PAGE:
President Elect Trump's appointment of Steve Bannon as his chief strategist has been criticized on the ground that Bannon is an anti-Semite. There are many reasons for opposing the appointment of Bannon, but anti-Semitism is not one of them. I do not support the Bannon appointment. But neither do I support accusing Bannon of being an anti-Semite, based on the evidence I have seen.
With regard to anti-Semitism, there are three distinct but overlapping issues: (1) Is Bannon personally an anti-Semite? (2) Does his publication, Breitbart, promote anti-Semitic views? (3) Do Breitbart and Bannon have followers who are anti-Semitic?
From what I can tell, the evidence cited in support of the accusation that personally Bannon is an anti-Semite falls into two categories: first, that his wife testified at a hotly contested divorce proceeding that he did not want his children to go to school with "whiney Jews"; and second, that he ran an article describing Bill Kristol as a "renegade Jew."
Let us consider these items of evidence in order. Senator Harry Reid tried to strengthen the first accusation against Bannon by saying that it appeared in a court document, thus suggesting that it had the imprimatur of a judge. But that is not the case. The claim was simply made by his former wife in a judicial proceeding, thus giving it no special weight. Bannon has rigorously denied making the statement and said that he and his wife were fighting over whether his children should attend Catholic school, rather than a secular school.
On the other side of the ledger is the testimony of Jewish individuals who have worked closely with him for years. These include my former research assistant, Joel Pollak, an orthodox Jew who wears a kippah and takes off all the Jewish holidays. He is married to a black woman from South Africa who converted to Judaism. Joel assures me that he never heard a single anti-Semitic utterance or saw an anti-Semitic action in the four years they worked together. The same is true of numerous other Jewish individuals who work with him, some of whom thoroughly disapprove of Bannon's politics and the way he ran Breitbart, but none of whom have reported any events of anti-Semitism.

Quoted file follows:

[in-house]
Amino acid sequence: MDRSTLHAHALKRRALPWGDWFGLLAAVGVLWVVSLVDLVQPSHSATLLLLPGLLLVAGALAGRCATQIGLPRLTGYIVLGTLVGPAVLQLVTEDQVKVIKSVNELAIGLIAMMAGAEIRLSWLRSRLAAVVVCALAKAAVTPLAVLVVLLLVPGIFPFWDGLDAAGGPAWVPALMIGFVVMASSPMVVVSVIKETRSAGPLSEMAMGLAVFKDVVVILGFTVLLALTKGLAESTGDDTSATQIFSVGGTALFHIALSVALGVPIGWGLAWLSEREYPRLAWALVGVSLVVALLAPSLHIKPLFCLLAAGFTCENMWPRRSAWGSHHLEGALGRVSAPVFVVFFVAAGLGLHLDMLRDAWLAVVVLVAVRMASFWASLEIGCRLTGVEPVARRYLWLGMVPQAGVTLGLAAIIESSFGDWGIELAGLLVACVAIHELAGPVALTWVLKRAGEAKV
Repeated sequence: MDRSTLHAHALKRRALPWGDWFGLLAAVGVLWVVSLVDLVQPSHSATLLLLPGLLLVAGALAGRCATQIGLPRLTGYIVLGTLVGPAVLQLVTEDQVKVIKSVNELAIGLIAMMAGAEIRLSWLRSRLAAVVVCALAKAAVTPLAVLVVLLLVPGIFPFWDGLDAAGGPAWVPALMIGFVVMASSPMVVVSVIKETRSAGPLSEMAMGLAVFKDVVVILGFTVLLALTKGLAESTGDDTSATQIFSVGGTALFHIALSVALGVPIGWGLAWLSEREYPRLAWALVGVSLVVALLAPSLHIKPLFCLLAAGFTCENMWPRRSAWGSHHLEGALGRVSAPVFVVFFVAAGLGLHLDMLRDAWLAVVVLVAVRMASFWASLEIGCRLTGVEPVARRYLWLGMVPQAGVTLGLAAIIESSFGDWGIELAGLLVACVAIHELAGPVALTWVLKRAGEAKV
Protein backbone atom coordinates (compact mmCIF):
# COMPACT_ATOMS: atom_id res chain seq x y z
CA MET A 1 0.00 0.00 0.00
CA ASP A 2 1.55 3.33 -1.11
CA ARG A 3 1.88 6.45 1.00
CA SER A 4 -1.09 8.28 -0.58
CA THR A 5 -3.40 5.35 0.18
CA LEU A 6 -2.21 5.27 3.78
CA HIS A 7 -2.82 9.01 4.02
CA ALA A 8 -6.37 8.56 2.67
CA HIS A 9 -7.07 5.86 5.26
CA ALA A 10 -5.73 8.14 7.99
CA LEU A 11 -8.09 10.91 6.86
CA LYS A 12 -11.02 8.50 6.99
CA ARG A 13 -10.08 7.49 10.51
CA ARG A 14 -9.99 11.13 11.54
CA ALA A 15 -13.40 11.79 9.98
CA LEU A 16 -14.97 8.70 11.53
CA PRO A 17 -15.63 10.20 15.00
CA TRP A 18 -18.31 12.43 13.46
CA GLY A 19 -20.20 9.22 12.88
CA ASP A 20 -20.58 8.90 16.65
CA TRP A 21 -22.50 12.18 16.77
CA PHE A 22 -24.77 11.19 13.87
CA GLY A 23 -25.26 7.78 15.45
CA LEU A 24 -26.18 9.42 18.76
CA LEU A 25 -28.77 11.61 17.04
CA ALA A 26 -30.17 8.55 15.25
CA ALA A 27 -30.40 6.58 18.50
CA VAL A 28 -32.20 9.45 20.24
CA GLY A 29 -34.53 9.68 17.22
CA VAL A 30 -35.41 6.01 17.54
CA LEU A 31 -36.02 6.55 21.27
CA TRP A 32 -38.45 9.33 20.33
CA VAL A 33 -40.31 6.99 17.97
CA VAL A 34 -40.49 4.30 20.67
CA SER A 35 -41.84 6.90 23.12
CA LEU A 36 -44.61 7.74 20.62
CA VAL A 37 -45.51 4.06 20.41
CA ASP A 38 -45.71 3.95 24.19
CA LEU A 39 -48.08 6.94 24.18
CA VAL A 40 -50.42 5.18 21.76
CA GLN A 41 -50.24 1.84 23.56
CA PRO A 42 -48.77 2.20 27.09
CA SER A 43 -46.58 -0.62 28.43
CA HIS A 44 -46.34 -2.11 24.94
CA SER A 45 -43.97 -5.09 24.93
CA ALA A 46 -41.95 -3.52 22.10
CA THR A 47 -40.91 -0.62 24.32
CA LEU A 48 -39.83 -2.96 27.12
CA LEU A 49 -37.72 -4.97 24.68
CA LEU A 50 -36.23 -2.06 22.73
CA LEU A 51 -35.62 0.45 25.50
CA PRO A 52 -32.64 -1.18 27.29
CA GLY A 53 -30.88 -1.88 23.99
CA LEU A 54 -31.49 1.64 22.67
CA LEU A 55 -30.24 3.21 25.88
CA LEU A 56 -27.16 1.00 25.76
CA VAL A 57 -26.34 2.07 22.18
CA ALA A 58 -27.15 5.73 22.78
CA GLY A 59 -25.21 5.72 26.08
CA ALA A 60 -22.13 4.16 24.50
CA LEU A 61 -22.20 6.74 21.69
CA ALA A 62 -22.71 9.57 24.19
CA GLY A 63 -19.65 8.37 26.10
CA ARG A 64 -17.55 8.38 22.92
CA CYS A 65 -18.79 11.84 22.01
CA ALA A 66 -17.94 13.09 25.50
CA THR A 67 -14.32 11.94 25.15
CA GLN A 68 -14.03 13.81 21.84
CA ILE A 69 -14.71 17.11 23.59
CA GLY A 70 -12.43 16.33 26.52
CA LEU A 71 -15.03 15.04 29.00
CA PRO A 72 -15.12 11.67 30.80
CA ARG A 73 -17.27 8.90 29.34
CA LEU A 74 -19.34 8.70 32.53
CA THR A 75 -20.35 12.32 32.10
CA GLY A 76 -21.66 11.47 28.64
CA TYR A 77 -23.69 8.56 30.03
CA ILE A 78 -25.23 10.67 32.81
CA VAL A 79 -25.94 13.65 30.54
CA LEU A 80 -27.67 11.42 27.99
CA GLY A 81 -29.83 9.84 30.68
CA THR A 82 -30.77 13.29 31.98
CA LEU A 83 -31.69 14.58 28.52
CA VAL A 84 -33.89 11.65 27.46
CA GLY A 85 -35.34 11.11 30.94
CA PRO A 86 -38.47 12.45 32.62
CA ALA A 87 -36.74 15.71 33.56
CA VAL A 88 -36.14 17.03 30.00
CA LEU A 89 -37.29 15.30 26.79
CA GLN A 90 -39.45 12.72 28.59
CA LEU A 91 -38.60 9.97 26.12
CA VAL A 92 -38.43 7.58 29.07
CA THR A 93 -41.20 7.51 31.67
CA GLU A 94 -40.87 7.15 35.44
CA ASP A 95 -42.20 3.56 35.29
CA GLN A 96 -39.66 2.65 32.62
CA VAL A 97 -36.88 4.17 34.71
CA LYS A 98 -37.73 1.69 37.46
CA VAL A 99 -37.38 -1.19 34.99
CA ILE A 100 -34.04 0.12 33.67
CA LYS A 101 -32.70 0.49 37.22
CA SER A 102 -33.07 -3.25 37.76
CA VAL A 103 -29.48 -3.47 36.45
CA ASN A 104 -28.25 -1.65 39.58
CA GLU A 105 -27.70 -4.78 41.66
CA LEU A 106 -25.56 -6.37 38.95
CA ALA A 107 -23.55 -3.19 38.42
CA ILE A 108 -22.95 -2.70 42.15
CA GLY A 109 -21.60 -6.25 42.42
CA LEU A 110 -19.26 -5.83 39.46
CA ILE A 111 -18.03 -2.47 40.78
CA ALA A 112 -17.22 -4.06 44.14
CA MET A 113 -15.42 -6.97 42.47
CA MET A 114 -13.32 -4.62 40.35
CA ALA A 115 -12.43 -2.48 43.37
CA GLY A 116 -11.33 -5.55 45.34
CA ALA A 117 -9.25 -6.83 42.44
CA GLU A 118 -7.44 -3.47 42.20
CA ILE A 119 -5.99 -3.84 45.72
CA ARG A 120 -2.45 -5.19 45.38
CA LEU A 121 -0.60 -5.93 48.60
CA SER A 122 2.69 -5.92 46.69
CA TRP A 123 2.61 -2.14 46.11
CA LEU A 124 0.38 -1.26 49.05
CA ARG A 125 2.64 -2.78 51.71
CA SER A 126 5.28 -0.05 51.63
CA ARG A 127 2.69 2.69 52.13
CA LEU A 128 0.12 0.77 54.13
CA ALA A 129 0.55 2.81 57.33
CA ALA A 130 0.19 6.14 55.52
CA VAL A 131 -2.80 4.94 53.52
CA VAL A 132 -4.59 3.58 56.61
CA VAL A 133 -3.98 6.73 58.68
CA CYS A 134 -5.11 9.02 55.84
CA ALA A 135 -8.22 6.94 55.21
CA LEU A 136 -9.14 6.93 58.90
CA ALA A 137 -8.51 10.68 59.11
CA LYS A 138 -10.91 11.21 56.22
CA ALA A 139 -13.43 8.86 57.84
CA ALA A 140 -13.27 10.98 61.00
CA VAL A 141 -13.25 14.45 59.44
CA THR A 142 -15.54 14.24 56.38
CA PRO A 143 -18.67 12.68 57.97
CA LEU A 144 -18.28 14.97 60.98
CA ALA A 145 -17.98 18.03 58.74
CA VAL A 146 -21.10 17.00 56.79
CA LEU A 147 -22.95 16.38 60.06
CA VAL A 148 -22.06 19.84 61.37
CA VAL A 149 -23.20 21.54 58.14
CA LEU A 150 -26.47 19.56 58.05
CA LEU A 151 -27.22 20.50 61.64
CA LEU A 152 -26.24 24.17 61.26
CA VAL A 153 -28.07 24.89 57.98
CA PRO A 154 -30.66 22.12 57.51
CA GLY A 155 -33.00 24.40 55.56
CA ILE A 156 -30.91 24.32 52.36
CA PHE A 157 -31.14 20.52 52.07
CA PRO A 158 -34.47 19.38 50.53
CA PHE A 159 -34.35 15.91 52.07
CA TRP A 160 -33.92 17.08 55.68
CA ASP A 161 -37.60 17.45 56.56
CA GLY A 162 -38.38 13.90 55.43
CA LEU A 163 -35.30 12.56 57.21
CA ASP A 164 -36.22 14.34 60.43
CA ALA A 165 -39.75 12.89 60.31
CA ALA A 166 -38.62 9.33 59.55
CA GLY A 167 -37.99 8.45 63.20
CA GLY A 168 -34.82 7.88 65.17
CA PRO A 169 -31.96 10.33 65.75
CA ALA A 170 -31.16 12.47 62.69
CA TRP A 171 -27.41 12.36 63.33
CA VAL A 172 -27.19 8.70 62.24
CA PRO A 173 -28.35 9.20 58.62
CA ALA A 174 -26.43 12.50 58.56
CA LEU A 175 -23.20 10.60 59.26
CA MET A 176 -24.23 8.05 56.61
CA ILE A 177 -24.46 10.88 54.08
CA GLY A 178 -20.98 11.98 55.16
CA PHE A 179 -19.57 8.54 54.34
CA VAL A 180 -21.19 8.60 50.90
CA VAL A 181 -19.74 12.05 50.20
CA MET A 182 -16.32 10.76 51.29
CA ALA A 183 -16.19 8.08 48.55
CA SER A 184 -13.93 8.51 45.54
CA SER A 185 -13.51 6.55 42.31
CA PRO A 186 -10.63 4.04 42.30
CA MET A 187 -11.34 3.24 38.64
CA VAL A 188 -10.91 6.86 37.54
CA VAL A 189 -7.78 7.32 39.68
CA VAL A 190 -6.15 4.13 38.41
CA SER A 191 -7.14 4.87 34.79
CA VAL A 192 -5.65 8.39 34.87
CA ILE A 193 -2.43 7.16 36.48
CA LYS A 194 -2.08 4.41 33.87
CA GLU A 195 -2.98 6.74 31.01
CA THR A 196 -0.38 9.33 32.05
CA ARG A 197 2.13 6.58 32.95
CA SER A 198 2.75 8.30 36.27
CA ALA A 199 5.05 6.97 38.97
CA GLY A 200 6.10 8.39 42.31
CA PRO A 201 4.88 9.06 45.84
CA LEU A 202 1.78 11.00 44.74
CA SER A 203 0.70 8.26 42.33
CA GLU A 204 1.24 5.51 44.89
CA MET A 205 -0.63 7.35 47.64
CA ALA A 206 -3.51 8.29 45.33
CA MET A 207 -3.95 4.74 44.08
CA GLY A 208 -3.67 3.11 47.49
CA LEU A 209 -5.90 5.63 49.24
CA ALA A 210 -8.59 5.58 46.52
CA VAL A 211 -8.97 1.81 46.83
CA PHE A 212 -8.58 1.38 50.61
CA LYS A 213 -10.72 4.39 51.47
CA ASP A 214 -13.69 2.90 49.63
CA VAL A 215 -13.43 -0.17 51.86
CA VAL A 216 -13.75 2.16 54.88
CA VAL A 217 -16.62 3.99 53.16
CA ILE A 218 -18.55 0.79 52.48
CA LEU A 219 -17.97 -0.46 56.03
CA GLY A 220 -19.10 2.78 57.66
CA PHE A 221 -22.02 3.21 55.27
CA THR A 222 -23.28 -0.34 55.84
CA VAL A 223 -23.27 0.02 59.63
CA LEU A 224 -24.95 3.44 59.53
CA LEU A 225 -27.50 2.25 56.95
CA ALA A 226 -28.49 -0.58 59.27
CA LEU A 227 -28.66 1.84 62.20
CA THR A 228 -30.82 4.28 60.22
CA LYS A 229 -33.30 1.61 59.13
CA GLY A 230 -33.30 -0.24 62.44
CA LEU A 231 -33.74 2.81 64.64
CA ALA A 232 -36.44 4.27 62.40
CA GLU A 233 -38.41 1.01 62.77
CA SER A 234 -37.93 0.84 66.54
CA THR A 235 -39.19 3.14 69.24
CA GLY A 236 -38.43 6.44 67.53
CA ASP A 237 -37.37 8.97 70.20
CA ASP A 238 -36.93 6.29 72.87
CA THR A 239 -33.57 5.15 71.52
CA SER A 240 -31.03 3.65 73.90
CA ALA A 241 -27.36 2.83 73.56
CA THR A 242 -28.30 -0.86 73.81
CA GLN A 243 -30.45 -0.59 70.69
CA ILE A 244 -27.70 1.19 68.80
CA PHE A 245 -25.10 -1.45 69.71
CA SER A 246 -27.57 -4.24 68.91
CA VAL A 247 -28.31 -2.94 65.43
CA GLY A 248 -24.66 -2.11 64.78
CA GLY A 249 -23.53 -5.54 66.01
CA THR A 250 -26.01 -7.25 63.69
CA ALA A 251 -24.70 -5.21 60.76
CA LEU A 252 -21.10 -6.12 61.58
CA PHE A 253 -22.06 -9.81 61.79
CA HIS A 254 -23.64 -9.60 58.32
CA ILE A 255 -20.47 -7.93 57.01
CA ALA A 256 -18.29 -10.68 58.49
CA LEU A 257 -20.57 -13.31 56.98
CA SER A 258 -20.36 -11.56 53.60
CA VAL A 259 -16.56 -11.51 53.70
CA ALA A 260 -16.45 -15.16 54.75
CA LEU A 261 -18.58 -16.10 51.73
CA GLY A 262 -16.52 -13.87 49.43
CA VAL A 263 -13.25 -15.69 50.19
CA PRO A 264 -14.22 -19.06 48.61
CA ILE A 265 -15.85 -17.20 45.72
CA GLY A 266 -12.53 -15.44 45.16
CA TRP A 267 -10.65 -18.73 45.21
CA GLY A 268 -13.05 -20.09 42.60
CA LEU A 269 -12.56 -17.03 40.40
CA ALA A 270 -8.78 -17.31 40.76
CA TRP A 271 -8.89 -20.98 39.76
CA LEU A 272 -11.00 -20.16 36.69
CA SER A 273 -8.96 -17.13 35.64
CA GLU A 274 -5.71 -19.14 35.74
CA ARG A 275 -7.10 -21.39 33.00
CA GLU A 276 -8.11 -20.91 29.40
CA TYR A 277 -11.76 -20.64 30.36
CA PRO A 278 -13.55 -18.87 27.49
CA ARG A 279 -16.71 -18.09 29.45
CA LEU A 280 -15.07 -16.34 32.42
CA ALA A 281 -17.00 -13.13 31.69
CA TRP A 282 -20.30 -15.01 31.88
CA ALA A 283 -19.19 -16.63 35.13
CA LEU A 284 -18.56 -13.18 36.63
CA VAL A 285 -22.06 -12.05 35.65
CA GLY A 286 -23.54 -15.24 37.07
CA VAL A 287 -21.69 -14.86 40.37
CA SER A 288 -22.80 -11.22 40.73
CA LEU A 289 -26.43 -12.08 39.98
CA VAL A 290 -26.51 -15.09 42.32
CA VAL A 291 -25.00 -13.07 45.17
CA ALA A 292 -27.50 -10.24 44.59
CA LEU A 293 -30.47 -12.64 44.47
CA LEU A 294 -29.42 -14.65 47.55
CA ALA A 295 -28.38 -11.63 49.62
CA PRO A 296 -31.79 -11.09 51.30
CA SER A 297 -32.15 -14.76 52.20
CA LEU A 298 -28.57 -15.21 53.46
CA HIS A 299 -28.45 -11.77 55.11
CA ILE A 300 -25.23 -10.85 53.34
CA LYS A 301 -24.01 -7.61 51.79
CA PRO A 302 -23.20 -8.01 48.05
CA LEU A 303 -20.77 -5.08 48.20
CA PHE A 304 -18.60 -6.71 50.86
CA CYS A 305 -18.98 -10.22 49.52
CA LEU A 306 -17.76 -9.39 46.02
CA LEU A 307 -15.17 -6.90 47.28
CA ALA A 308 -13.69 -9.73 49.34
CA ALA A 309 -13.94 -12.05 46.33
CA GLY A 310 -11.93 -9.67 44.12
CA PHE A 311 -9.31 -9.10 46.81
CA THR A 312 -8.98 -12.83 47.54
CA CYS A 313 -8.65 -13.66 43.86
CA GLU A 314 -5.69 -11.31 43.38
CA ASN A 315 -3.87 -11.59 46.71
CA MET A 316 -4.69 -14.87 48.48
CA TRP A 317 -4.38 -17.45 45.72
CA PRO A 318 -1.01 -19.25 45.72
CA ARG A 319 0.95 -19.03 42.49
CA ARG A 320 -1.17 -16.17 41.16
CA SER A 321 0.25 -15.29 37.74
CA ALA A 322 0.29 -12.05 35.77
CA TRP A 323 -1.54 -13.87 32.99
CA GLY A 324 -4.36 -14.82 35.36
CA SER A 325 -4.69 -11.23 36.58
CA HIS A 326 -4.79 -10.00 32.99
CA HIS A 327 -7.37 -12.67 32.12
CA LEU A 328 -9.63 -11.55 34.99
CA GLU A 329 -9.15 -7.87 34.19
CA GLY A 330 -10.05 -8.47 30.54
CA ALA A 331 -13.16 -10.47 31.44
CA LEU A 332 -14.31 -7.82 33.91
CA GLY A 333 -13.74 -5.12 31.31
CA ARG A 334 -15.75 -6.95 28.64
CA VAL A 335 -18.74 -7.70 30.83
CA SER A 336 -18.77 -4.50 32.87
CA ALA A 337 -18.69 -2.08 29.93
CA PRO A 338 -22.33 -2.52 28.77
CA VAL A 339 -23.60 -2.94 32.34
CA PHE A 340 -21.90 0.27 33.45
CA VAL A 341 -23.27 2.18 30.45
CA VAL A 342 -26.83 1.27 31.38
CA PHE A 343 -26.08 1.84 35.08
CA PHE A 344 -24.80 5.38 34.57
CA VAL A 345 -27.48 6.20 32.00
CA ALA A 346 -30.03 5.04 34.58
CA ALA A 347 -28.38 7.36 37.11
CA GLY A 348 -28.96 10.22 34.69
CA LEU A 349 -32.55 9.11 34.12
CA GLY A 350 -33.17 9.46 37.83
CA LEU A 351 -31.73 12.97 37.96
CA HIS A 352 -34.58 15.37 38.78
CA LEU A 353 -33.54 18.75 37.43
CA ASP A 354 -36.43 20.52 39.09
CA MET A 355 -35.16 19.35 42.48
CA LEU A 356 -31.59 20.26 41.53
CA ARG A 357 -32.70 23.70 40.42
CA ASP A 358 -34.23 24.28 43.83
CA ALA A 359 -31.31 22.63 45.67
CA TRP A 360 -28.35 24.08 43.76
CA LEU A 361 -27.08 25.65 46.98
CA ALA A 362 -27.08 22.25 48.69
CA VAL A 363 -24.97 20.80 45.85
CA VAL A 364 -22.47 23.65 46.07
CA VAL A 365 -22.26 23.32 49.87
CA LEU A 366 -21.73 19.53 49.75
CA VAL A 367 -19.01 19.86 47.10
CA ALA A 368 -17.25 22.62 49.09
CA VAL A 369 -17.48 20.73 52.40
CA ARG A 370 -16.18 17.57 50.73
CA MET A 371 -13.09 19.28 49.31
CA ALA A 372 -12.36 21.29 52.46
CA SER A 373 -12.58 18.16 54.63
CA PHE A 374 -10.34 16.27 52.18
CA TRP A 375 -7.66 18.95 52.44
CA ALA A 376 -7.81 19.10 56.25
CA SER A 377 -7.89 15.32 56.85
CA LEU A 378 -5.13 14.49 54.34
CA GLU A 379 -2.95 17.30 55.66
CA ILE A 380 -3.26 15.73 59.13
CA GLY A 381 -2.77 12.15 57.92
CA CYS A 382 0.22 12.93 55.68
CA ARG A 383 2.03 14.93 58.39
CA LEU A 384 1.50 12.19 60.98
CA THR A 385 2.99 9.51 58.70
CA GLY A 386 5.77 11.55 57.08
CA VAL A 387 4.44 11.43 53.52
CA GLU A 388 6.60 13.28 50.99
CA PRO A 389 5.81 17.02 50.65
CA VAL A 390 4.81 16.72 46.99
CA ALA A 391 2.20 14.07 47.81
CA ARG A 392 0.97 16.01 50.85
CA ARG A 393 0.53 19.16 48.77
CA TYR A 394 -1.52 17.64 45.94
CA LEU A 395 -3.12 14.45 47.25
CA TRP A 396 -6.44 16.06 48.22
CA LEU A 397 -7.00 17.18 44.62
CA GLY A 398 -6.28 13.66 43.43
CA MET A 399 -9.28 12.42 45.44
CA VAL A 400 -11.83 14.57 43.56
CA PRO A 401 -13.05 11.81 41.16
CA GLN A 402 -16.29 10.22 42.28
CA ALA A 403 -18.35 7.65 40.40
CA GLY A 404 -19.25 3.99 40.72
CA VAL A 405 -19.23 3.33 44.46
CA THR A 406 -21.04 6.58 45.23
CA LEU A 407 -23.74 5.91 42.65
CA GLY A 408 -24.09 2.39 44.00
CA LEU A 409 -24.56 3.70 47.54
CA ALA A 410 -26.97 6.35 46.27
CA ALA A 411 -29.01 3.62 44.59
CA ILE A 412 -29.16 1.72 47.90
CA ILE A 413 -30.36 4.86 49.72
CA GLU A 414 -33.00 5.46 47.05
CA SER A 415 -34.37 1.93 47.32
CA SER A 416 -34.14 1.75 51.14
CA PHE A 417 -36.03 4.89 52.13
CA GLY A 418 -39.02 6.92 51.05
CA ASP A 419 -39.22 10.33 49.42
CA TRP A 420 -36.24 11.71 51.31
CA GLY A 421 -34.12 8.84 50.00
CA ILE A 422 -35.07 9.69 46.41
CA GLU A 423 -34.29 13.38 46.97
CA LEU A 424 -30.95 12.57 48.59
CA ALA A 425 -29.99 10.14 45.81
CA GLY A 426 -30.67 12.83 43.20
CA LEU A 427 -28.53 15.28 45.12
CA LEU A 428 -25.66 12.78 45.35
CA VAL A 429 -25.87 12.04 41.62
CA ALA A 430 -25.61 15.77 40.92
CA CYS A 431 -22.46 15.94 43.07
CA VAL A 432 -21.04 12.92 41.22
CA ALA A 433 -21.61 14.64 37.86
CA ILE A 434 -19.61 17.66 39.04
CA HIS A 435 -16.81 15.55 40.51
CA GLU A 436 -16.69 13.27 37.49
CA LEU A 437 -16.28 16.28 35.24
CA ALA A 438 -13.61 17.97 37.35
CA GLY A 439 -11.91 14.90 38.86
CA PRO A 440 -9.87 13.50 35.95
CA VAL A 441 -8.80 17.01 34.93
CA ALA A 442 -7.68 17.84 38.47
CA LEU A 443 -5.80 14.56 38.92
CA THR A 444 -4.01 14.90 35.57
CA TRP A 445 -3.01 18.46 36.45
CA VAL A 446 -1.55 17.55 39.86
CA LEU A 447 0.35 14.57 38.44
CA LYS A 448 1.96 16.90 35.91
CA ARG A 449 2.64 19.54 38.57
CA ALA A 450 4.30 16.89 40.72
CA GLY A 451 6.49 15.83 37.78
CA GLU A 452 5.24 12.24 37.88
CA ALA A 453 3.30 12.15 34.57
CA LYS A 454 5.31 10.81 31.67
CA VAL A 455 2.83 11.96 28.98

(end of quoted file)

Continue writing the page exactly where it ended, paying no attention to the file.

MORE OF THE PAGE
The second alleged item of evidence is the following headline that appeared on Breitbart: "Bill Kristol: Republican Spoiler, Renegade Jew." I am advised, however, that this article and the headline were written not by Bannon but rather by David Horowitz, a right-wing Jew who was upset with Kristol for his refusal to support Trump. Horowitz deemed that a betrayal of the Jewish people. While I fundamentally disagree with that appraisal and also of the article, I find it hard to characterize Bannon as an anti-Semite because Breitbart ran it. Breitbart has also personally attacked me, but that doesn't change my views.
I keep an open mind waiting for more evidence, if there is any, but on the basis of what I have read, I think it is wrong to accuse Bannon of one of the most serious forms of bigotry. So I will not join the chorus of condemnation that employs this radioactive term against Bannon without compelling evidence. The Anti-Defamation League has now commendably acknowledged that there is no evidence of anti-Semitism by Bannon: "We are not aware of any anti-Semitic statements from Bannon."
As to whether Bannon promotes the alt-right, and whether the alt-right includes anti-Semites, I think the answer to that is yes. Both Bannon and Breitbart have made bigoted statements about Muslims, women and others, which I do not condone. That is why I do not support Bannon, even though I do not think he's an anti-Semite. Bigotry against any group should be disqualifying for high office. But let's put this criticism of Bannon and Breitbart into context. Haaretz certainly serves as a platform for the alt-left in Israel. Though it features a wide range of commentary, primarily from the center-left, it also features hard-left writers such as Gideon Levy, who supports academic, cultural and economic boycotts against Israel and its "criminal" regime, as well as Amira Hass, who encourages Palestinians to throw stones and engage in "violent resistance" against Israel. These writers have certainly been accused, and with some justification, of promoting hatred not only against the current Israel government, but against the very nature of Israel and Zionism. Their hateful writings are often quoted gleefully by anti-Zionist and anti-Semites.